Behavior, even at our most rational moments, and despite all best efforts to the contrary, is powerfully influenced by our innate “emotions”. The anatomy of our brains processes emotions faster and separately from non-emotional thought. Studies show that we process deep intuitive evaluations of “good” or “bad,” even before we have a chance to “rationally” think about them. This instantaneous emotional evaluation system helps us to make quick decisions based on shortcuts when we under stress, overwhelmed with sudden information, or quite the opposite, have insufficient input. We call this quick decision system “instinct.” These instinctual behaviors can be artificially triggered by out of context events, such as sale pricing, testimonials, and “expert” advise.

In violation of accepted economic theory, studies show that people are more concerned with changes in wealth than with their absolute level. Moreover, most people are ‘’loss averse,’’ meaning they experience more pain from losses than pleasure from gains. Consumers regularly respond to “limited offers,” “25% discounts” — even false ones, offers from “authority” figures, testimonials and other direct marketing tactics. These — seemingly irrational — behaviors may have literally evolved over thousands of generations in “the wild” as survival adaptations.

To fear the loss of a needed resource — water, shelter, or food — over desiring the acquisition of additional quantities of the same resource, beyond that which is required, makes rational sense — in the proper context. To follow the behavior of others like ourselves, or to be sensitive to the loss of something previously available to us are behaviors would evolve through “natural selection,” for they increase the likelihood of survival. That these behaviors are universal across all demographic groups of all nations adds further proof of their genetic origins.

“There is compelling evidence that human behavior is significantly channeled by our genes.” This according to Terence Burnham’s Harvard Business School Ph. D Thesis, “Because of these genetic constraints, human behavioral biology has the potential to resolve several fundamental economic quandaries that are caused by the lack of a precise description of human nature.” According to Dr. Burnham, the way our customers perceive and respond to economic and marketing stimulus has a strong genetic component.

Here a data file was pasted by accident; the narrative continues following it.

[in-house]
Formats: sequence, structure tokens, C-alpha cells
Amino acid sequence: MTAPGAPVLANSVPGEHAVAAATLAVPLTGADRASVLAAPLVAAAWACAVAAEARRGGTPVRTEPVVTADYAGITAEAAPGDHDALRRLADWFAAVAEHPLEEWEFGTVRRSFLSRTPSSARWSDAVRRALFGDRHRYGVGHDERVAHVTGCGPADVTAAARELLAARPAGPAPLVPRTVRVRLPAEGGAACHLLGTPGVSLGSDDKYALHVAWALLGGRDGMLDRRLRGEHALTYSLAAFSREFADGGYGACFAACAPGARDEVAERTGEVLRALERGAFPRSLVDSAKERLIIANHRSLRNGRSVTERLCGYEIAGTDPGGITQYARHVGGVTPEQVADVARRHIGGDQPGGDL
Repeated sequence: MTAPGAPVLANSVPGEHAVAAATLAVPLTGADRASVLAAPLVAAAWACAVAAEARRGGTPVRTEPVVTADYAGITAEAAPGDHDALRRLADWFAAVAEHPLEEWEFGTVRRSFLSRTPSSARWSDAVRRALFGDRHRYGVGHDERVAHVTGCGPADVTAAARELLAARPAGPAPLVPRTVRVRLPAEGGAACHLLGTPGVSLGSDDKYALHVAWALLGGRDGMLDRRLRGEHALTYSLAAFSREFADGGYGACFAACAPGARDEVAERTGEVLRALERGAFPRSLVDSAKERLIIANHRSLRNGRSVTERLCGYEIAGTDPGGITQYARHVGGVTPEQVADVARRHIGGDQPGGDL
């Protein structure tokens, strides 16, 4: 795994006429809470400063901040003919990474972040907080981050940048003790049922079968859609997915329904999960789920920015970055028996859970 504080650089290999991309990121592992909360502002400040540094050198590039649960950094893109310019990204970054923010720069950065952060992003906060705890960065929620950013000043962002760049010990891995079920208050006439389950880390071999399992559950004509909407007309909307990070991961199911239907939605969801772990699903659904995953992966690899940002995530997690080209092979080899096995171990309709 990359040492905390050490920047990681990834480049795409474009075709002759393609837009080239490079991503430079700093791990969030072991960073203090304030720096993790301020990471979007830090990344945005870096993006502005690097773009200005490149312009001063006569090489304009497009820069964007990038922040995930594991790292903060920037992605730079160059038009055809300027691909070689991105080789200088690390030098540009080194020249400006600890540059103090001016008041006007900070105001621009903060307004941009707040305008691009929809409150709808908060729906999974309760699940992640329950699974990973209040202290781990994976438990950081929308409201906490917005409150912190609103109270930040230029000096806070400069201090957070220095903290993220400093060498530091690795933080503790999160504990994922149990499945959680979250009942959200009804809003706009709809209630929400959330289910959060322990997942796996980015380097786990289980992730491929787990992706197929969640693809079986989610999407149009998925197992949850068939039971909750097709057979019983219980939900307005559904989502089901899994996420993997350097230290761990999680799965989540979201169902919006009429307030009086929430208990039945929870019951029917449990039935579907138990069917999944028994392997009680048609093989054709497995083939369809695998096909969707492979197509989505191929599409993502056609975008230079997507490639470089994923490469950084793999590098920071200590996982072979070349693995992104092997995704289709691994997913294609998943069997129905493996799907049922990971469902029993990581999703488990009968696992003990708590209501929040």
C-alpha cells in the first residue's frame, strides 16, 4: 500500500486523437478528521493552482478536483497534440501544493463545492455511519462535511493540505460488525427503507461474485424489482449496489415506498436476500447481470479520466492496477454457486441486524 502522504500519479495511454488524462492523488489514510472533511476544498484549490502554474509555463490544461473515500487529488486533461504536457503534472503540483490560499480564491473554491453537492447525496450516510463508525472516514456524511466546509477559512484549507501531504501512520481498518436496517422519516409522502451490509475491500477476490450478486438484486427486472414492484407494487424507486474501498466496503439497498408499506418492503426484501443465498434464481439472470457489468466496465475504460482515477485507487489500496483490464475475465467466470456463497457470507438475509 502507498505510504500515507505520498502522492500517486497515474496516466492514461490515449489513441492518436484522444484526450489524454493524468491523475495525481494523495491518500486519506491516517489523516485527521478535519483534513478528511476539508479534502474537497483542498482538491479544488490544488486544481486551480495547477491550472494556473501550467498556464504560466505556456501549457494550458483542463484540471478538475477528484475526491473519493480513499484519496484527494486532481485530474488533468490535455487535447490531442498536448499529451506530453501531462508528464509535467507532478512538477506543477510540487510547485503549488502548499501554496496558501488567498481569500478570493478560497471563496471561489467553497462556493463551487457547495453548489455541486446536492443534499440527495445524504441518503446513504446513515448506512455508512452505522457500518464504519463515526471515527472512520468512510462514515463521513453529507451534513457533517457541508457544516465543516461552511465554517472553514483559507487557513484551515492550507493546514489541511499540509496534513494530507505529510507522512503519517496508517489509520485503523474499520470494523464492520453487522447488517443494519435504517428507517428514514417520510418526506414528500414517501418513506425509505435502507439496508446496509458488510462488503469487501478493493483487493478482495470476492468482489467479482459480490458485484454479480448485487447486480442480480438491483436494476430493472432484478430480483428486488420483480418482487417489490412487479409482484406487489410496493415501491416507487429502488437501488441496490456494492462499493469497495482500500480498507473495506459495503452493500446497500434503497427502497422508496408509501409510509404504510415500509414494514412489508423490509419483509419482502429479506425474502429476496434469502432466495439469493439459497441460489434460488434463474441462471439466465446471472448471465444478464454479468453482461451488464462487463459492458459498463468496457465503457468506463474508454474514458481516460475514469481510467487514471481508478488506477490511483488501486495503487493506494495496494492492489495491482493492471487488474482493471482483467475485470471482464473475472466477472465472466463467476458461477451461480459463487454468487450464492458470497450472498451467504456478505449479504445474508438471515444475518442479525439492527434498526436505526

I would argue caution regarding the literal genetic theory of shopping. More likely, shopping behavior is not based upon our literal “genotype”; pure biological genetic structure. Rather, we are hard-wired with a “phenotype”, a composite of our physical nature along with environmental and cultural factors. The conflict lays in one hundred thousand years of genetic evolution, which is adapted to hunter/gatherer survival, now applied to one hundred years of modern retail stimulus. Our predisposed evolutionary “instincts” are now discombobulated.

Nonetheless, there are practical marketing implications for these theories. TV shopping and sale racks emphasize a rapidly diminishing supply of items, items highly desired by our peers. “Buy now, while supplies last” should not be a motivator to acquire an item one does not normally desire; yet, it is. “I’m not a doctor, but I play one on TV,” should not provide credibility for the spokesperson regarding pain relievers, yet, there again, it does.

The new research being conducted on evolution and social behavior is robust and compelling for economists, direct marketers, and business in general. Deep within every customer there exists an ancient database of behavior triggers just waiting to be mined. The name Pavlov may ring a bell; but will the name Darwin “evolutionize” modern marketing?

(c) David J. Katz, New York City — August 31, 2014